Espace Wedding

Pass it on: Homemade wedding card box goes from event to event and has witnessed 65 new beginnings

Pass it on: Homemade wedding card box goes from event to event and has witnessed 65 new beginnings

From custom cupcakes to Mason jar vases brimming with baby’s breath, the friends and family of Allison Hogg and Andy Auld pitched in to make the couple’s 2016 wedding unique. While browsing ideas for card boxes on Pinterest, Hogg fell in love with a little wooden house with a peaked roof. “I love miniatures so I was instantly obsessed,” says Hogg, a writer on the Baroness Von Sketch Show and actor on The Boys.

Using the photo as reference, Hogg’s aunt Roberta Cayen built a house, painted it white and strung a ‘Just Married’ banner across the black roof along with a sign: Ali and Andy, Est. April 23rd, 2016. A tiny rustic wreath hung on the small red door.

The card box was a hit at the couple’s reception at Enoch Turner Schoolhouse. Hogg herself loved it so much that after the last slice of cake had been eaten, she couldn’t bear to tuck it away. “It’s such a cool thing and so useful,” she says. “It’s nice when design and function meet so perfectly. It would have been a waste to keep it for myself.” So along with a few other items from the wedding, she offered it up on the Bunz Wedding Zone Toronto (now Palz Wedding Zone Toronto) trading page on Facebook, with one condition — that it be passed on when the recipient was finished with it. “Our culture is so disposable, it’s nice to try to give things a second life.”

Six years later, the box has witnessed 65 new beginnings — and counting. “That’s a lot of weddings!” says Hogg. “Think of all the money that’s been inside of it! It’s probably enough for a down payment on a (real) house.”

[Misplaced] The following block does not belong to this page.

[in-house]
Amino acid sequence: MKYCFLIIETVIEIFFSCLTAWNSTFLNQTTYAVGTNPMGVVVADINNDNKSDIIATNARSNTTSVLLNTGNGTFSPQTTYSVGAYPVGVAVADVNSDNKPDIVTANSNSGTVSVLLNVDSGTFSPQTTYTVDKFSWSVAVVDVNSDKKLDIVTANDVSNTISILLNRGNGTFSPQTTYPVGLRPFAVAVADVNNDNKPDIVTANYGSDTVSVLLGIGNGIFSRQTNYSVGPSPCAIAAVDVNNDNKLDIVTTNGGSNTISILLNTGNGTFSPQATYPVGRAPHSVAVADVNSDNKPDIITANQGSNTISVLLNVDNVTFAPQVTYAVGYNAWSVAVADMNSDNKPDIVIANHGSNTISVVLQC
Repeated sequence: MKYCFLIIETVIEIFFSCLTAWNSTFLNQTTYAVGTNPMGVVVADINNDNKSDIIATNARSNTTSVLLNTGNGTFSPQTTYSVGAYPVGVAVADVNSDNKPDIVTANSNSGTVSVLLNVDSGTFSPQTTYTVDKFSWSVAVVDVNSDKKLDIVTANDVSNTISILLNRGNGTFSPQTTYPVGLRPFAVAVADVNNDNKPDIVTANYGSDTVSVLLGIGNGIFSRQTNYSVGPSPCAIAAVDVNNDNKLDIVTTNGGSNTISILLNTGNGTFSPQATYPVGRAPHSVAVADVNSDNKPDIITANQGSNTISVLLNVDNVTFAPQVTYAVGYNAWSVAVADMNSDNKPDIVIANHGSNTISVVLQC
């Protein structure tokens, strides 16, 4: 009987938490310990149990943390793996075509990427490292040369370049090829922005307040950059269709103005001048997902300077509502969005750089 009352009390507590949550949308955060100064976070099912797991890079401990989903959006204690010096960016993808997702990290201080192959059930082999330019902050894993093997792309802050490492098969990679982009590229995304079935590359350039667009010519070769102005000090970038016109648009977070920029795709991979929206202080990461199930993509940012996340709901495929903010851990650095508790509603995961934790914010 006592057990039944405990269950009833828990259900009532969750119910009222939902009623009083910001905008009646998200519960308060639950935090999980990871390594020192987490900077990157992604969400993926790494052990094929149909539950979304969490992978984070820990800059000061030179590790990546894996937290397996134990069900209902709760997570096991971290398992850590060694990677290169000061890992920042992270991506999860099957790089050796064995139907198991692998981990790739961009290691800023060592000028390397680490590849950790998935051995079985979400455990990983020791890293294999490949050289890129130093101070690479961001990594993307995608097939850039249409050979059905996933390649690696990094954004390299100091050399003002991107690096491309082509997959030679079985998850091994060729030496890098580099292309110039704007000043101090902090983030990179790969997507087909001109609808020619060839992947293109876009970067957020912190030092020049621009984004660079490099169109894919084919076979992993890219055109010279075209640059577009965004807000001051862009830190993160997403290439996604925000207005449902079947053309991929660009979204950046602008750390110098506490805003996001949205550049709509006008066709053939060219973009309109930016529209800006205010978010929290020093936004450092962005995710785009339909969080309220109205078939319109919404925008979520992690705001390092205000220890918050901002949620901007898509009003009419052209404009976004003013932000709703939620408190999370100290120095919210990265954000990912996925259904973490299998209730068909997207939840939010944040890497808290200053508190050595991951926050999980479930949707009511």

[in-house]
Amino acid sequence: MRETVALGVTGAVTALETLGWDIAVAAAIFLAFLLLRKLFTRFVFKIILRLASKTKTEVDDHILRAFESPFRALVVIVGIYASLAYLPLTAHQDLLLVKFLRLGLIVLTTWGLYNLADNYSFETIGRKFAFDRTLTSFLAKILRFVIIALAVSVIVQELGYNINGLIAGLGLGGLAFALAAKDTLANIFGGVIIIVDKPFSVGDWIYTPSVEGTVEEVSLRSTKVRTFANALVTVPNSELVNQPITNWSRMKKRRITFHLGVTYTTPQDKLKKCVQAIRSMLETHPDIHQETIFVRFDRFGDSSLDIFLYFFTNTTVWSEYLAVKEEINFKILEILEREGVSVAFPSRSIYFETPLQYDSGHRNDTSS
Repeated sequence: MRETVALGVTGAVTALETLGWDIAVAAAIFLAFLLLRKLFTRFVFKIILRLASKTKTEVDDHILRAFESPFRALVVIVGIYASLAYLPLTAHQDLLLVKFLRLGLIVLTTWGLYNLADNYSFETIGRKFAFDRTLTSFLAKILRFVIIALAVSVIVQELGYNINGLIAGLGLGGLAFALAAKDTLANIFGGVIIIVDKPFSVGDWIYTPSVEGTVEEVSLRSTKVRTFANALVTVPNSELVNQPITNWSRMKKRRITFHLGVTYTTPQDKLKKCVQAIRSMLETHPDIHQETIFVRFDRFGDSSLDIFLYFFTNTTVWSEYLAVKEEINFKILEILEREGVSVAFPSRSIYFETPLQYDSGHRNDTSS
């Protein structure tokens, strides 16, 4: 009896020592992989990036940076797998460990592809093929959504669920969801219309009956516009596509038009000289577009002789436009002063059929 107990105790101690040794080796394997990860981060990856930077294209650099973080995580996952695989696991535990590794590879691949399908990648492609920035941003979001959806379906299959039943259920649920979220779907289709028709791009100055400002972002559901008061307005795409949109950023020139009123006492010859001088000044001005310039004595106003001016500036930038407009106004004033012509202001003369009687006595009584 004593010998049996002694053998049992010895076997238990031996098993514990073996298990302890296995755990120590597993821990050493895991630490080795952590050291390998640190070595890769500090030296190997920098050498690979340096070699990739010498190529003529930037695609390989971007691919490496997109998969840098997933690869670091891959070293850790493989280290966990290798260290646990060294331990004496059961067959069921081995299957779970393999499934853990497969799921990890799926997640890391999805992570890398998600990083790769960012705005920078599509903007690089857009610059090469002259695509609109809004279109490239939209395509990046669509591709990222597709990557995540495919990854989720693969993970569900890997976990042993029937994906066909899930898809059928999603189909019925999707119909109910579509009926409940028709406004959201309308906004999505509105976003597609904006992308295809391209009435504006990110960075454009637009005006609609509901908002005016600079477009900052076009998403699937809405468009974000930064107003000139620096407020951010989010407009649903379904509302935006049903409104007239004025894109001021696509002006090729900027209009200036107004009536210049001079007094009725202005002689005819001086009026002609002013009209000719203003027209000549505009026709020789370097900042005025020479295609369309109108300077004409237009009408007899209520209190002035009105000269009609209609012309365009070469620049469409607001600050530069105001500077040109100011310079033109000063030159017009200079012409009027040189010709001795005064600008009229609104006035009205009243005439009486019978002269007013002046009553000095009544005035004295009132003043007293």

The enfianced have been keeping the card box busy with the help of The Sisterhood of the Travelling Card Box, a Facebook group started by Alison Gothard. “It was built better than most real houses, and I felt the warmth of the builder just from looking at it,” says the Kitchener resident, who used the box in her wedding to Shin Huang in September 2017.

Despite the name of the group, “any gender can be involved,” says Gothard. “The only rule is that whoever accepts the box takes good care of it, and passes it along to the next person on time and in good condition. We want to keep it circulating for as long as possible, and since it’s a very sturdy wooden structure, it should last for many more years.”

A memory book now travels with the box.

Users have made it their own, changing the nameplate, the door hanging, “and occasionally, someone paints it,” says Gothard. Toronto bride T.C. Gibbs added a small notebook for couples to record their names and wedding dates. “I knew I had to contribute to it in some way,” says Gibbs, who married Dan McDonald in November 2017. More than four years later, Gibbs still follows the box’s journey via its Facebook page. “I hope that one day I’ll attend a wedding and get to see the box again,” she says. “Honestly, if I did, I think I would cry a little.”

Carmen Tan has encountered the box more than most. The Markham-based wedding planner has booked the box three times — and has requested it a fourth — for her clients. “People are always looking for personal touches on the wedding day,” she says. “The house is beautifully created, and the (idea) of people putting gifts into a home is very cute,” she says. “My brides love being part of a tradition and the idea of reusing.”